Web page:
This event is part of the series "National Security Dialogues," a new monthly feature of the Strategic Studies Programme. The dialogues aim to engage debate and discussion on the myriad aspects of India's national security landscape.
Measuring power is an important exercise for those who keep track of other countries. It gives a clear idea of your own strength and that of your adversary. There have been many formulae and ideas on how to go about this and people have devised a variety of indices to project this. Commonly we look at GDP, energy usage, steel production and so on. But as everyone knows, there are also those that are immeasurable such as national will, national cohesion, and sense of purpose.
The notion of Comprehensive National Power evolved in China and came into prominence in the 1980s when the Chinese were beginning their march to economic and military success. China has sought to use the CNP concept as part of its grand strategy and its shifts have been occasioned by perceptions relating to a particular stage of its CNP. China has displayed considerable growth in various aspects of its CNP, ranging from basic resources to science and human capital. And all this has also translated into the growth of its military power.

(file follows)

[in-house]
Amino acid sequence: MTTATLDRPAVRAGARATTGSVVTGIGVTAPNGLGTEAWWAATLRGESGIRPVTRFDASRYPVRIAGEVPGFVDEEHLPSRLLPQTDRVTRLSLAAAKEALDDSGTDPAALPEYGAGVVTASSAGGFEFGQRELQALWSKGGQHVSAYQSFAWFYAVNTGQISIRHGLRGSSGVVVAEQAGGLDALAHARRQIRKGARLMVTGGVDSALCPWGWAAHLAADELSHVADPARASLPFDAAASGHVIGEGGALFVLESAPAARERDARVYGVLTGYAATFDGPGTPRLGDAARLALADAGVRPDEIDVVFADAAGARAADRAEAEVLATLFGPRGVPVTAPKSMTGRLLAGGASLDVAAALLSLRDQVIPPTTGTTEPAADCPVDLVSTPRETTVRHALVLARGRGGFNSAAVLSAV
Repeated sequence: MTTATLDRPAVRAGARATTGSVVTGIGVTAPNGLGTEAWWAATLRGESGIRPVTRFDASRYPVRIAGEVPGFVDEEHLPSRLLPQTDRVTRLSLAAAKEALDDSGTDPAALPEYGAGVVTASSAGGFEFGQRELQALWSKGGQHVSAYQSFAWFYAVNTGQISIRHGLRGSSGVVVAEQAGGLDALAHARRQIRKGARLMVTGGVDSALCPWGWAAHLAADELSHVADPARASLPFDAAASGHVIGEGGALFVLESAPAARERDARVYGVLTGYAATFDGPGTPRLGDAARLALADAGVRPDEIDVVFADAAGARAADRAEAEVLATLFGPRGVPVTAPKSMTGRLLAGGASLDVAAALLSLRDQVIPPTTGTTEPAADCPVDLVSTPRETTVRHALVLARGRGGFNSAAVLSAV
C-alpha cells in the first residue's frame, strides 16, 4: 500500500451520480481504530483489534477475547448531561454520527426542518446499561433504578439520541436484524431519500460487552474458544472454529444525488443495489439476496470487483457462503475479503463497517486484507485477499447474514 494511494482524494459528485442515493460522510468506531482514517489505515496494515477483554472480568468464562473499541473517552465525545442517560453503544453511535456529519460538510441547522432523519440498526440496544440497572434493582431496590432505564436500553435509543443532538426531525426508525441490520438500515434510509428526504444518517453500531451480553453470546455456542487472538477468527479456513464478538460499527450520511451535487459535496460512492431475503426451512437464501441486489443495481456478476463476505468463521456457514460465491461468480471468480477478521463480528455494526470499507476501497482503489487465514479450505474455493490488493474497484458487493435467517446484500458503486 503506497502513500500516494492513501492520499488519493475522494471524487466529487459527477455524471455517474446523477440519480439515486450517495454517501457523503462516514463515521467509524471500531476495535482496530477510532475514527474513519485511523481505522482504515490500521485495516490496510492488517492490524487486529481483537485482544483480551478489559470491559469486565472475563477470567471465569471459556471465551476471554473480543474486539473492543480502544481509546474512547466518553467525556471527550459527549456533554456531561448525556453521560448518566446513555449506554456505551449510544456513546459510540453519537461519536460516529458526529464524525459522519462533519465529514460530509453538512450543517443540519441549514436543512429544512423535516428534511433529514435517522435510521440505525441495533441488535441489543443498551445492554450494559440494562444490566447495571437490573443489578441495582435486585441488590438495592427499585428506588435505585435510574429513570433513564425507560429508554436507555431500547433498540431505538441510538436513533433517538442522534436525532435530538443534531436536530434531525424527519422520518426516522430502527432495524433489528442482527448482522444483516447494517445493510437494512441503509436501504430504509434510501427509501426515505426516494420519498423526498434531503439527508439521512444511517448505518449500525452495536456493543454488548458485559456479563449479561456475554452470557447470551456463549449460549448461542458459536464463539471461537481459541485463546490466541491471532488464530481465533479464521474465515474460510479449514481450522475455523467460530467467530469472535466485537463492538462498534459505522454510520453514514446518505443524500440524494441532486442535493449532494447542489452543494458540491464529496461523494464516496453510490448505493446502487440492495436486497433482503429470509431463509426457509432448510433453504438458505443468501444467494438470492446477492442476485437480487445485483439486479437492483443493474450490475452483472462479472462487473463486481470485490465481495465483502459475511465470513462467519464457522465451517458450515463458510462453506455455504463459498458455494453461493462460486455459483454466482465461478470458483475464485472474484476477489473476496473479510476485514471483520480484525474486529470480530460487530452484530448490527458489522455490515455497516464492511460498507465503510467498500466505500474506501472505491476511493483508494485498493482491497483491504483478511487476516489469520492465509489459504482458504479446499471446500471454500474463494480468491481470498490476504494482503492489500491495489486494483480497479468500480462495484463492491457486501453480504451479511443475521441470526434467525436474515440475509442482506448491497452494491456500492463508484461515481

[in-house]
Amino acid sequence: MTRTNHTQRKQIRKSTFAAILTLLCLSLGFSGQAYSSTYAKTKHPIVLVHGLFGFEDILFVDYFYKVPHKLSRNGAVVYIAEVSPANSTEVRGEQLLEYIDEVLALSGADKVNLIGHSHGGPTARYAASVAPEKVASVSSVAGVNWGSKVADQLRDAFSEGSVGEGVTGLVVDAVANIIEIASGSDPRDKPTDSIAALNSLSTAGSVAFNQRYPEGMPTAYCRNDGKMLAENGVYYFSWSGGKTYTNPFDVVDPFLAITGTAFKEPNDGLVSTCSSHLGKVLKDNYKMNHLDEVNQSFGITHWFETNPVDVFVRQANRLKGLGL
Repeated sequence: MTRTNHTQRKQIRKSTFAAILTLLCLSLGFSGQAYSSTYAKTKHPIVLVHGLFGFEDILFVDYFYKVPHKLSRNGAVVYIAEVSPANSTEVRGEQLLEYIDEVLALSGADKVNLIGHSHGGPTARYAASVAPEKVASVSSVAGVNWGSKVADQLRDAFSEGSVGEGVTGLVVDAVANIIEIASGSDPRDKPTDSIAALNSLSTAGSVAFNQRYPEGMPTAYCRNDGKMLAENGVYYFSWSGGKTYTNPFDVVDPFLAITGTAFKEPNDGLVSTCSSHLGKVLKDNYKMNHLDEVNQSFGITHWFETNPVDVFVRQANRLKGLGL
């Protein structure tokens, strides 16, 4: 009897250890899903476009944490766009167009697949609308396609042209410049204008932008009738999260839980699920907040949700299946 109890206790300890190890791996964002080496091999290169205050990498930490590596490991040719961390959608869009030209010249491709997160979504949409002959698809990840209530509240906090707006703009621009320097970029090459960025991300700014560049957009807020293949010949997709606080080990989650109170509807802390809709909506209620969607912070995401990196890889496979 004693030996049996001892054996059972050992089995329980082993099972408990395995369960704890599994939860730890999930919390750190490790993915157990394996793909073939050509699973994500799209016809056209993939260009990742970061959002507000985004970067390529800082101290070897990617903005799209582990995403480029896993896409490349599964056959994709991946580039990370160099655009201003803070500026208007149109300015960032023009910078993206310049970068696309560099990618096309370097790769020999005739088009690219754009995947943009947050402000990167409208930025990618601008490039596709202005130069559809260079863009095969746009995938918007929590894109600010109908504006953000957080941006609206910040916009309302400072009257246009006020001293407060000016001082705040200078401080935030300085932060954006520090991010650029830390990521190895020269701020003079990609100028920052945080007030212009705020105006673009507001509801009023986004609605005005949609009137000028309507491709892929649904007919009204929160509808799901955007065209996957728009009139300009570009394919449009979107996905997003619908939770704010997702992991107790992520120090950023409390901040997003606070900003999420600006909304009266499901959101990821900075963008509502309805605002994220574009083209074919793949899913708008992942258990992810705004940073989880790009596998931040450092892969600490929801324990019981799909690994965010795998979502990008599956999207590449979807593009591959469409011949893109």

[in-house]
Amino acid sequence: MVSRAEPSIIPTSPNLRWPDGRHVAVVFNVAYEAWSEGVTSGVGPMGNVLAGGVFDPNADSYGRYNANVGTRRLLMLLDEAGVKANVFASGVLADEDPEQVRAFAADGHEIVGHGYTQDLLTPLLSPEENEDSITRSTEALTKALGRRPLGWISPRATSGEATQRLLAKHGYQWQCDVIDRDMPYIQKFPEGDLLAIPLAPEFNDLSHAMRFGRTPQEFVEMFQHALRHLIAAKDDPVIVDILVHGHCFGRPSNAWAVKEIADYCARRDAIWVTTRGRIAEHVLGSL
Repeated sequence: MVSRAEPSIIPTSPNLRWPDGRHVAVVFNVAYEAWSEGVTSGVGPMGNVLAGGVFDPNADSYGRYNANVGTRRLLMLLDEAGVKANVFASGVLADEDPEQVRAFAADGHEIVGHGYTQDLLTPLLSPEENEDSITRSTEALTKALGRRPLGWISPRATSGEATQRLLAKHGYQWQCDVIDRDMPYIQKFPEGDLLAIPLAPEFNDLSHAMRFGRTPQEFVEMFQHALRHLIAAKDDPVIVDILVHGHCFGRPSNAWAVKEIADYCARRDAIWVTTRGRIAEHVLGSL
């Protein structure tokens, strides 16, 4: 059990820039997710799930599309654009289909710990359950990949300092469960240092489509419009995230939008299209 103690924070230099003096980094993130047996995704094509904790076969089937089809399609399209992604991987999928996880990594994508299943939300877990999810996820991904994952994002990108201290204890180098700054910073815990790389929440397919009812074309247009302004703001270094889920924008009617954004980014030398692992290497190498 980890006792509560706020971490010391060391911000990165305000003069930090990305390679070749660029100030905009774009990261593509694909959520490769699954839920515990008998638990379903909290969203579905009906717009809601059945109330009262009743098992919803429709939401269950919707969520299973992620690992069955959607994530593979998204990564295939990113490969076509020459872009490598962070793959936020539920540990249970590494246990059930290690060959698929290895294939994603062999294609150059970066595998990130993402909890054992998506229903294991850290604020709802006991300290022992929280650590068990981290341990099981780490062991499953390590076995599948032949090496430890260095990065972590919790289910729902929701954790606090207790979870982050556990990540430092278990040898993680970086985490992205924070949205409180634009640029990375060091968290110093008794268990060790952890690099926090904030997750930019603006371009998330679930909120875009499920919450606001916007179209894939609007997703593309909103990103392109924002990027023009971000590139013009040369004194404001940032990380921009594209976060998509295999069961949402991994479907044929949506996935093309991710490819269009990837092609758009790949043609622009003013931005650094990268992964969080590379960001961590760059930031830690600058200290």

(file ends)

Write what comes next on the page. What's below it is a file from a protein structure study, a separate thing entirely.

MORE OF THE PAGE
What are the lessons for India and the rest of the world from this? Can we refine the concept further and find better ways to measure power in light of contemporary technological developments?